Firefighter recruits ready to start duty after pandemic fails to halt training
The newest crop of firefighters is preparing for duty after completing their training during the coronavirus lockdown.
More than 20 fresh recruits are preparing to formally ‘pass out’ on July 22 at the end of a course which started in April, just as the COVID-19 pandemic was starting to bite.
And fire chiefs in Tyne and Wear believe their programme may have been the only one in the UK to keep going throughout the outbreak.
“Recruitment is essential for the lifeblood of the brigade and making sure we can continue to make sure the operational frontline runs,” said Tyne and Wear Fire and Rescue Service’s (TWFRS) assistant chief fire officer (ACFO) John Baines.
“We know we have to balance that very carefully with finance.
“We thought we were coming to a position which stabilised us as we started to recruit more over the past two years.
“Clearly the financial impacts of coronavirus are still unknown and they pose a challenge going forward, but we’re working to make sure we can still bring recruitment forward.”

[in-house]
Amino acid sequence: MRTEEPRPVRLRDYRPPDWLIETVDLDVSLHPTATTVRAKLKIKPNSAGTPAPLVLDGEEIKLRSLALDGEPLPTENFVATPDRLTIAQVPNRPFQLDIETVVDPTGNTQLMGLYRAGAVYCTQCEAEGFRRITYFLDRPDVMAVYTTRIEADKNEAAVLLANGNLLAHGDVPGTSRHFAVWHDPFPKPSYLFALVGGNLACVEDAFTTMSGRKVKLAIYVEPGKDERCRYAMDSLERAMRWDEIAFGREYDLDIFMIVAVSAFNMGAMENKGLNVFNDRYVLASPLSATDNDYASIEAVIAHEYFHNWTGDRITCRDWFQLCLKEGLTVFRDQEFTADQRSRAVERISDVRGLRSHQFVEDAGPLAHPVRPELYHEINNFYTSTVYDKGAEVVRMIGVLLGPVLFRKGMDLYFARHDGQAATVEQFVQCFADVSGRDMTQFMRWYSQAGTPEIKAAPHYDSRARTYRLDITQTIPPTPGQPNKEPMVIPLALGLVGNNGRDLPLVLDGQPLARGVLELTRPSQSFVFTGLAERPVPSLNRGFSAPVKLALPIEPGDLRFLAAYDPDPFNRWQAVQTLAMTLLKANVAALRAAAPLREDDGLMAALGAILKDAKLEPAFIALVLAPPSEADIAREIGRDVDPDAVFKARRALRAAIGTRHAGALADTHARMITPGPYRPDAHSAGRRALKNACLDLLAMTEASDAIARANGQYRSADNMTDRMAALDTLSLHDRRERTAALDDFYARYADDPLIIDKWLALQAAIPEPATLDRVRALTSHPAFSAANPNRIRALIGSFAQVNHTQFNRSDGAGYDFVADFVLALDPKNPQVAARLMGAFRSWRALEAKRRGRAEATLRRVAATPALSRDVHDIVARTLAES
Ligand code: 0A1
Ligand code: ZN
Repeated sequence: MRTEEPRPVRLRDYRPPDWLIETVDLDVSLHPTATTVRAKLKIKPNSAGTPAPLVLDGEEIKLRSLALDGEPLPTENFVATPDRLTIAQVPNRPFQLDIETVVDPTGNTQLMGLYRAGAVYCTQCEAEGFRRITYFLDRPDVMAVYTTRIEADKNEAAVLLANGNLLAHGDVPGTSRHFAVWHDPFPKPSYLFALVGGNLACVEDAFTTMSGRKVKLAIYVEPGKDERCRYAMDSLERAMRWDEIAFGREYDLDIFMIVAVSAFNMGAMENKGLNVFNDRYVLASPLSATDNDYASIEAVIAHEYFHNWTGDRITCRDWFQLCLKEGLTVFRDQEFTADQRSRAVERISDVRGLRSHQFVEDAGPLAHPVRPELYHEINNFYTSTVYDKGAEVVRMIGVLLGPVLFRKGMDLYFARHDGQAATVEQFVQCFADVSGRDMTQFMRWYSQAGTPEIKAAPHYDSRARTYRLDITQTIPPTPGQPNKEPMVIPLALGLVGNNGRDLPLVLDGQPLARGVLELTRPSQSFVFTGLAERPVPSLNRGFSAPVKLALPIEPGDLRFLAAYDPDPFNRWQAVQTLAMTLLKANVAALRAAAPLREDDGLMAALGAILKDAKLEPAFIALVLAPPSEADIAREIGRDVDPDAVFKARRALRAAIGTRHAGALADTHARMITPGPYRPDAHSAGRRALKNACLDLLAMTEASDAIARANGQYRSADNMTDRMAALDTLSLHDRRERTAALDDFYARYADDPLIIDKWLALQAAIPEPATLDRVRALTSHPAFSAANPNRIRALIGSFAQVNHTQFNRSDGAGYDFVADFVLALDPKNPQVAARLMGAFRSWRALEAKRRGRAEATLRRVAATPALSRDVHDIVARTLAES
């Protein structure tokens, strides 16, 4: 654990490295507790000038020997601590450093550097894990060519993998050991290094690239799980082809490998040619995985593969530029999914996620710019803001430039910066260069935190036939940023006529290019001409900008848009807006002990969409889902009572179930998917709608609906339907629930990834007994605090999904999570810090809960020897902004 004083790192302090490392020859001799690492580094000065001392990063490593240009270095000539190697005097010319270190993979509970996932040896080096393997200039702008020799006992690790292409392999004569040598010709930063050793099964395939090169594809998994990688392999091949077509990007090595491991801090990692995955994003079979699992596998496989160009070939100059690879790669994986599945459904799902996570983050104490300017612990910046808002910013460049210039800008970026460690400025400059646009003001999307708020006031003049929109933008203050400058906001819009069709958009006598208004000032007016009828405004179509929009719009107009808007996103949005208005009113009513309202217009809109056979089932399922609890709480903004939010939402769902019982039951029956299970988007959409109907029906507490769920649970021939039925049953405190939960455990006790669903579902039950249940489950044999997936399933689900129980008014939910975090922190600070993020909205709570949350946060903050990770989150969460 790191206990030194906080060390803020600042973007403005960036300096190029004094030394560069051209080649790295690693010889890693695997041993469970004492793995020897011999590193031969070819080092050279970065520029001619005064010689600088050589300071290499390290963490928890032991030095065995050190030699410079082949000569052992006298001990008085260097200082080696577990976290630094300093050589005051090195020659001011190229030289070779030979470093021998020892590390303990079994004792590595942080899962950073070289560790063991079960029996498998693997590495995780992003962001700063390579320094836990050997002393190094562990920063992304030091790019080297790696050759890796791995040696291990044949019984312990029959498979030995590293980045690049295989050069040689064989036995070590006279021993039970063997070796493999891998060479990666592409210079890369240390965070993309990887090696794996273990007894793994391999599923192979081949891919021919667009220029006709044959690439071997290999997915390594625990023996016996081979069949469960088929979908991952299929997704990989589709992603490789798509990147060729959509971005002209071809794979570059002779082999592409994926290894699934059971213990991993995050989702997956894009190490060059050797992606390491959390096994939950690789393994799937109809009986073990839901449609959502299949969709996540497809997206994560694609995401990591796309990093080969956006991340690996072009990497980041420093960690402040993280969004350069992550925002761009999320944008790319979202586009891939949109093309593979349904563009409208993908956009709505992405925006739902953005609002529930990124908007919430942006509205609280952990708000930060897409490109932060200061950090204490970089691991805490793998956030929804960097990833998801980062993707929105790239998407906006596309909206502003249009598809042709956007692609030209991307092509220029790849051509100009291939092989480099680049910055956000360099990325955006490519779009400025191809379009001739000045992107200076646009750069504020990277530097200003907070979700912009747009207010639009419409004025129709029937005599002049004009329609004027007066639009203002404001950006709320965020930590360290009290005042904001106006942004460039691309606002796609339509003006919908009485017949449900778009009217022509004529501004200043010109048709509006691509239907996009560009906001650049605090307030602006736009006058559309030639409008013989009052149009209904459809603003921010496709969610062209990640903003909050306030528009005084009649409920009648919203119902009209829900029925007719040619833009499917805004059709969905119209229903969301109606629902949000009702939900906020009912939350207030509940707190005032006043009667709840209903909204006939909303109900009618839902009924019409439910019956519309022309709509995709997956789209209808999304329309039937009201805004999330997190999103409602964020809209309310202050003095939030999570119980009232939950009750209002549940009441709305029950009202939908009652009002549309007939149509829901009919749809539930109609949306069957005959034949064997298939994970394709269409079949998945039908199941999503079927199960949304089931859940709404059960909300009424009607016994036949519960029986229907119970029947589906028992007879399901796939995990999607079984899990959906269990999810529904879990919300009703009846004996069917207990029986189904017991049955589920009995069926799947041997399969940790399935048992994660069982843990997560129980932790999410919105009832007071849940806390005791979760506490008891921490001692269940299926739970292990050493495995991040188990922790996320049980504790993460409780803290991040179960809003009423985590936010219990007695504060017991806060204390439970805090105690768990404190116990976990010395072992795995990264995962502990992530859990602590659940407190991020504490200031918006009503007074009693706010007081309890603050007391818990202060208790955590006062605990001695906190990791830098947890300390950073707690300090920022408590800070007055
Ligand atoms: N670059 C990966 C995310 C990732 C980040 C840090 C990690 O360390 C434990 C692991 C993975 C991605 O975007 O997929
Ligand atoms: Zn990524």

Baines was speaking at a meeting of the Tyne and Wear Fire and Rescue Authority’s Human Resources Committee, which was held by videolink and broadcast via YouTube.
In 2018 TWFRS, in a joint scheme with brigades in Northumberland and County Durham, launched its first recruitment drive in about a decade.
The conclusion of the most recent course is expected to mean about 60 firefighters have completed their training over three course in-takes since then.
And a new batch of up to 24 recruits is due to begin training in September.
John Rawling, the brigade’s HR director, told the committee there had been ‘a lot of interest nationally’ in the measures taken to keep training courses running during the pandemic.
He said: “The brigade training centre has continued to deliver all its risk critical training throughout the pandemic.
“As part of that we had already long planned a trainee firefighter initial training course started April 14 and we decided we could go ahead with that with a modified course.
“We believe we’re the only fire and rescue service in the country which went ahead with a firefighter training course.”